At the beginning of the month, Shake and I were invited to Maui to attend the Maui County Agricultural Festival, affectionately called “Maui AgFest.” Last year, Shake was one of the judges for the chefs’ cooking competition, but this year, we were JAFOs. (OK, I’m usually always JAFO, I admit. I’m a professional tag-along. But this was a first for Shake. He’s usually supposed to do something when we go places. He felt weird about it.)
This event is FANTASTIC! Our friend Melissa came out to Maui for the day to attend, as did a few other Oahu Twitterati, and we agreed that the Maui AgFest pretty much kicks the Hawai‘i State Farm Fair’s butt. It’s not a huge event — you can walk it easily and there are only a few tents — but it’s jam-packed with farmers, products and information. I love seeing all the new items being grown and the value-added products being made.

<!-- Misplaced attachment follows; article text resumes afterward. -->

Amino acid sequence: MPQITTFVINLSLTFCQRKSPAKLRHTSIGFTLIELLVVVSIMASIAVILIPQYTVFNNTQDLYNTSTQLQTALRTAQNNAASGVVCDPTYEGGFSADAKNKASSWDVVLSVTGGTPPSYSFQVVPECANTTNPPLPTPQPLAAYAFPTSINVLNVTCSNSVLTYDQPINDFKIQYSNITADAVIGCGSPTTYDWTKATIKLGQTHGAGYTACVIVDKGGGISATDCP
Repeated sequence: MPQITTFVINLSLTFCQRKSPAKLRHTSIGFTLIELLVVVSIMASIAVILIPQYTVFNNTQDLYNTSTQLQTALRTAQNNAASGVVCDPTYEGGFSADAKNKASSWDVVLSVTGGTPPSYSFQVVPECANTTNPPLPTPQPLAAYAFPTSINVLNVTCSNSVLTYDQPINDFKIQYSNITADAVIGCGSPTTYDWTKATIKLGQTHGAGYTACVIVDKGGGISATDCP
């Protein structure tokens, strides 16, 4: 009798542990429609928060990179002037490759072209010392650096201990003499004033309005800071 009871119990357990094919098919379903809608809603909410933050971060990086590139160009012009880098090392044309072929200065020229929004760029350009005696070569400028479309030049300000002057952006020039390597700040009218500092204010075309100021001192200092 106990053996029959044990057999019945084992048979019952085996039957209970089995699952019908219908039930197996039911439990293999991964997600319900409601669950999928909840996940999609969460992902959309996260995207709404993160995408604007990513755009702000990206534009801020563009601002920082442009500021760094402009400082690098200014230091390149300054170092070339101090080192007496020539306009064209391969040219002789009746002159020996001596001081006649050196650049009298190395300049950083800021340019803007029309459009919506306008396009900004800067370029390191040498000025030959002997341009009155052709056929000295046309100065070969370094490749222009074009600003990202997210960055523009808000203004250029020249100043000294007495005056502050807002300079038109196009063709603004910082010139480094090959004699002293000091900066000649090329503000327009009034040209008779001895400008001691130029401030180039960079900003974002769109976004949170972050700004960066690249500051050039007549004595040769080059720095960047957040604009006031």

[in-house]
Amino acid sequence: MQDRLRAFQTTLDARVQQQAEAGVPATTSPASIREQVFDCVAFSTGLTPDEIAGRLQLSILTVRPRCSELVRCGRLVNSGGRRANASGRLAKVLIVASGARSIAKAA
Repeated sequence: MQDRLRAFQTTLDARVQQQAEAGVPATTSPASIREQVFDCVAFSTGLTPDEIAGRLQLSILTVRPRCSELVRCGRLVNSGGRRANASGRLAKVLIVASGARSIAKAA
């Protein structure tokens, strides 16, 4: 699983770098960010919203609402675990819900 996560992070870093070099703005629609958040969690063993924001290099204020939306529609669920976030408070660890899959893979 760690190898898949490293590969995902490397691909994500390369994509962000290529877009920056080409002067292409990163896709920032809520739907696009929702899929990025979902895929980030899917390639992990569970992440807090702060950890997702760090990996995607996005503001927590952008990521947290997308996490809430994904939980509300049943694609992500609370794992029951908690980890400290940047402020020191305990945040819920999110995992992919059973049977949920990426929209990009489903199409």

It’s an outdoor event and hot, hot, hot — the vendors offering drinks and cool treats did a brisk business. I must have directed at least a dozen people to the Aloha Bars Maui booth after they saw our drinks!
Maui has some serious chef action going on and I think they get the best fresh produce to play with. The biggest draw of the AgFest is the Grand Taste Education — chefs, farmers and other food-related folk give presentations in the main tent, and for just $30, you get to try 12 dishes from some of the top chefs on Maui. Each chef is partnered up with a farmer and has to use ingredients from that farm. Some of the chefs already have close relationships with the farms and even go so far as to work with the farmers to grow specific ingredients. A panel of judges picks a winner who best showcases the farm ingredient, and there’s also a vote for “fan favorite.” It’s also a great way to discover the newest items local farmers are cultivating.